Skip to main content
  • Loading metrics

Why Is Plasmodium vivax a Neglected Tropical Disease?

  • Jane M. Carlton,

    Affiliation Department of Medical Parasitology, New York University School of Medicine, New York, New York, United States of America

  • Barbara J. Sina ,

    Affiliation Division of International Training and Research, Fogarty International Center, National Institutes of Health, Bethesda, Maryland, United States of America

  • John H. Adams

    Affiliation Department of Global Health, College of Public Health, University of South Florida, Tampa, Florida, United States of America


Plasmodium vivax malaria is a debilitating, sometimes life-threatening, and economically repressive disease of many tropical and temperate countries outside Africa, and yet it is perceived as relatively benign. The estimated cost of the global burden of vivax malaria is US$1,400,000,000–$4,000,000,000 per year [1], and more people worldwide live at risk from P. vivax than P. falciparum [2]. All age groups suffer P. vivax infections and endure repeated, incapacitating febrile attacks, severe anemia, and respiratory distress, with poor outcomes in pregnancy and learning impairment in children also apparent. Similar to other neglected diseases, P. vivax affects primarily poor people lacking access to affordable health care, trapping many in a relentless cycle of poverty because of loss of adult productivity and depletion of meager financial reserves [3][5]. Global malaria elimination programs are mobilized against P. falciparum, most likely because of the greater mortality rates associated with it, and draw resources away from P. vivax even though vivax malaria is harder to prevent, diagnose, and treat, and both species are co-endemic. There is a consensus among malaria experts that eliminating P. vivax will prove more technically challenging than eliminating P. falciparum [6], and that there exist fewer tools and a weaker knowledge base from which to start an effective global elimination program [7].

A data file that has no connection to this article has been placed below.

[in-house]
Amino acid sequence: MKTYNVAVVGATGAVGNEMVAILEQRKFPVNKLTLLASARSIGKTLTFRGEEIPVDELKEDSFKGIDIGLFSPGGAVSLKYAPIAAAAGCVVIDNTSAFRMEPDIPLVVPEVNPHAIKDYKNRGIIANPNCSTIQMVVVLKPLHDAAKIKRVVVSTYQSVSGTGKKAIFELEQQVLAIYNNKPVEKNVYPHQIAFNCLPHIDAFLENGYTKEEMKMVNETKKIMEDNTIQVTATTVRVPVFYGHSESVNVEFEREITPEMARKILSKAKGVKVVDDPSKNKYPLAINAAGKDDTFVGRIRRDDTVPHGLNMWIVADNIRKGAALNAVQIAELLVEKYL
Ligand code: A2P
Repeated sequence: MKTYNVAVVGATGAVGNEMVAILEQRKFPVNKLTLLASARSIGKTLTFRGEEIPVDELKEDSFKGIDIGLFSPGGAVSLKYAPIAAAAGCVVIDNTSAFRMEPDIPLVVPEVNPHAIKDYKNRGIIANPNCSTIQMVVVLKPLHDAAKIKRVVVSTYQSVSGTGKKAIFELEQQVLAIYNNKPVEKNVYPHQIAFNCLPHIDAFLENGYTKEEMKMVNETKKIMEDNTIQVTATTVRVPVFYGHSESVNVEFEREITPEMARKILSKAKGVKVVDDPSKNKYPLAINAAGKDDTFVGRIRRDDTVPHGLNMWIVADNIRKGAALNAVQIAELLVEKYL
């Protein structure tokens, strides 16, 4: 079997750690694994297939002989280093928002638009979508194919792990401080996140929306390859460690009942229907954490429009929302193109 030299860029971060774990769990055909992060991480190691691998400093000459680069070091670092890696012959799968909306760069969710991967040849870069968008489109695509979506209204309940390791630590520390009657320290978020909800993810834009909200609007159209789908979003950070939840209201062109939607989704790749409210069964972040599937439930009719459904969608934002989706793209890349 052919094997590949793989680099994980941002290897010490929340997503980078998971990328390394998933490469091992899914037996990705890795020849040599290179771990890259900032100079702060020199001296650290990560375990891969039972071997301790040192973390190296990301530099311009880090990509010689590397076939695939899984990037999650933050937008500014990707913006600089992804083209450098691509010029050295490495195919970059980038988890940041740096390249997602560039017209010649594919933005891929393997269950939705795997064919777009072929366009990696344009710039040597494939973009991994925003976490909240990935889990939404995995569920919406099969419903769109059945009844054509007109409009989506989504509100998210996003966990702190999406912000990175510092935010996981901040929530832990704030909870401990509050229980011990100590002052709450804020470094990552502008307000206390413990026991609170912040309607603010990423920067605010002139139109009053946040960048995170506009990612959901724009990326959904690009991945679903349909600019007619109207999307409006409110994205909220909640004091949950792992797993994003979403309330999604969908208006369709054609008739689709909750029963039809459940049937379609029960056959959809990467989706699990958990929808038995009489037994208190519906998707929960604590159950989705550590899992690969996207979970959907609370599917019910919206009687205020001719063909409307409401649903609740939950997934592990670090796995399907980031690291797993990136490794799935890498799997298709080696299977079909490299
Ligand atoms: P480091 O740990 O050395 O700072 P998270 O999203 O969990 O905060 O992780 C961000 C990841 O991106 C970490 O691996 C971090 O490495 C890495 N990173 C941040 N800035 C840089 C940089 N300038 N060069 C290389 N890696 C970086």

Vivax Malaria: Is Biology Destiny?